This is another project from the Mama and Baby sewing book which I wrote for my sister last year. I'm still working on getting it ready to publish online but thought I'd share some of the projects beforehand. Check out my Tutorials page for more free patterns and tutorials.
This little cowboy style neckerchief is fantastic for keeping your baby’s clothes dry, particularly as wet t-shirts can cause chaffing and soreness on their little chins and chests. The soft jersey fabric is very absorbent and the folds catch all the dribbles. When it gets too wet or dirty you can just pop on a new one without needing a whole outfit change. These are quick and simple to make and are the perfect project for using up scraps. Click on the image above to download the pattern.
Many people are afraid of using stretch / knit fabrics – and I have to admit that I was one of them before I started playing around with them and discovered that they’re actually great to work with and really very easy once you understand a few basics. If you're new to sewing with knits then I suggest you check out my 'Beginner's Guide to Knits'.
In any case, don’t panic, all you need to remember is not to stretch the fabric when cutting it (a rotary cutter and mat is perfect for this) and to use a ball point (stretch) needle for your sewing machine. A ball point needle (as the name suggests) is a needle with a slightly rounded tip, meaning that it can pass between woven fibres without cutting them and potentially causing runs in knit fabrics.
You will need:
25cm x 50cm of Jersey knit (you can up-cycle an old t-shirt if you like)
25cm x 40cm of fleece / bamboo / towelling or similar for backing.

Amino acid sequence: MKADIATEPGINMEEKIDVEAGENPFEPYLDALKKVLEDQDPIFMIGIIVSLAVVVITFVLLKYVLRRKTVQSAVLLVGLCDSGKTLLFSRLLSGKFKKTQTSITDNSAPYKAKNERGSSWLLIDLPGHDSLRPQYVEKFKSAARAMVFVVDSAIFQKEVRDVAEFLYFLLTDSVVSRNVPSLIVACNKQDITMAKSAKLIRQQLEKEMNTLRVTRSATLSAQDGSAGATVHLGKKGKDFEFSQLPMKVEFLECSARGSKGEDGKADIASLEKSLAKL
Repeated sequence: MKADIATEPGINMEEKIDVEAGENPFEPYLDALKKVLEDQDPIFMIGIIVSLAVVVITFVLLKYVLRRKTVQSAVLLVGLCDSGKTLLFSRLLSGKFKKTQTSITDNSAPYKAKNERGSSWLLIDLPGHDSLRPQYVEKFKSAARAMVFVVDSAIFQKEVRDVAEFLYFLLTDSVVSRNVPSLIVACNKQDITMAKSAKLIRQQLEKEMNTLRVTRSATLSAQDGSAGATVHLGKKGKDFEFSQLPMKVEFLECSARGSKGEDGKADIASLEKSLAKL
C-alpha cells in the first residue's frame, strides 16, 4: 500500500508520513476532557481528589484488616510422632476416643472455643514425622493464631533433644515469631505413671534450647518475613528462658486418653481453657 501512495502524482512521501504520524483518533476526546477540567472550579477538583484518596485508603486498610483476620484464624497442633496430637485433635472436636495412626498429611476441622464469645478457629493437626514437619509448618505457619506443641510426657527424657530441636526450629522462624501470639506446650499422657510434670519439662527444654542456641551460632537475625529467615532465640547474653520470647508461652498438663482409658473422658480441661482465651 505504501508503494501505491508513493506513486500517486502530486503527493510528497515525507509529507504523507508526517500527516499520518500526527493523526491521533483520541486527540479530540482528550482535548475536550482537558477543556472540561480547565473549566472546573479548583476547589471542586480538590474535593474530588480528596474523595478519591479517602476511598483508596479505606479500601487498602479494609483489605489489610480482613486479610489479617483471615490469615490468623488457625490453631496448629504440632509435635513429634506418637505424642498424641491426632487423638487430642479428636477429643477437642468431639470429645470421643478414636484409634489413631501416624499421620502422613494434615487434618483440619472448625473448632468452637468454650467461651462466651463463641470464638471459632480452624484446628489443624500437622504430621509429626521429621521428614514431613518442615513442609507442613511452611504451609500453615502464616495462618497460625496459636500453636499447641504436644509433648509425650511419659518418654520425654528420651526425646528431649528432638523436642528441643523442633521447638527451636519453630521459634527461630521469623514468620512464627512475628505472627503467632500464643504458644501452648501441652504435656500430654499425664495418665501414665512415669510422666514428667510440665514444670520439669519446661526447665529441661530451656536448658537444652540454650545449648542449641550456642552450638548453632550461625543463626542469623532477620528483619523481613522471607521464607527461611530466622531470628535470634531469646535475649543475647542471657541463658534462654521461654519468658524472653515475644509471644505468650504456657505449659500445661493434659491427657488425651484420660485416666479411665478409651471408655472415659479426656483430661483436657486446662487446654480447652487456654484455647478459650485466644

2 press studs
Dribble bib pattern pieces - click on the image at the top of the page to download them. Pattern pieces include a 1cm (1/2") seam allowance.
1. Cut 1 of the bib front from your knit fabric, and 1 of the bib back from your fleece or bamboo backing fabric. Be sure to transfer all pattern markings. Markings for press stud positions should be copied onto the RIGHT side of the bib backing.
Press and sew the pleats:
2. With the bib front right side up, fold bib right sides together so that one of the outer pleat markings is matched to the middle mark. Pin through both layers of fabric where the mark is, then fold bib back to the right side to form a pleat. Press the pleat away from the centre of the bib and pin in place. Repeat for the other side of the bib. Baste along the top edge of the bib front to hold pleats in place.
Join the bib front and back:
3. With bib front and back right sides together, match central notches along the top edge of the bib. Pin in place. Next, match and pin the notches at the pointed tip of the bib (the bottom). Now align the corners of the bib front and back and pin these in place. Ease the knit fabric into place so that it matches the edge of the bib back, taking care not to stretch either piece as you do so and allowing the excess knit fabric to form gentle folds in the middle of the bib. Continue pinning the top and side edges.
4. Using a ball point needle on your sewing machine, join the two pieces with a 1cm (1/2") seam allowance. Sew right around the big, leaving a 5cm (2") turning hole on one of the side edges and backstitching at either side of your turning hole to secure the stitches.
Clip seams and Topstitch bib:
5. Trim seams at corners and tip of bib to 5mm. Clip seams every 2 cm along sides and top of bib, taking care not to cut through your line of stitching. Do not clip seam allowance at your turning hole.
6. Turn the bib to the right side, using your fingers or a knitting needle / chopstick to push out the corners. Use your fingers to pinch seams along the edges and pin them in place. Allow your knit fabric to extend a few mm (1/8") past the bib backing so that if you look at the bib from the back you can see a very narrow band of the bib front right around the edge. This will give the bib a better shape by ensuring that the backing fabric is not stretched too tight which would cause the bib tip to curl upwards.
7. Topstitch 5mm (1/4") from the edge, right around the bib, closing the turning hole at the same time. Remove pins as you sew, taking them out just before you reach them to allow fabric to relax into shape.
Attach press studs:
8. Attach your poppers according to the manufacturers instructions. The pattern includes positions for 2 press studs so that you can adjust the size of the bib as your baby grows.
Look at that dribble bib in action, soaking up all that goo - Isn't it a beautiful thing?! Is there a dribbly baby in your life who needs one (or two or three?) of these?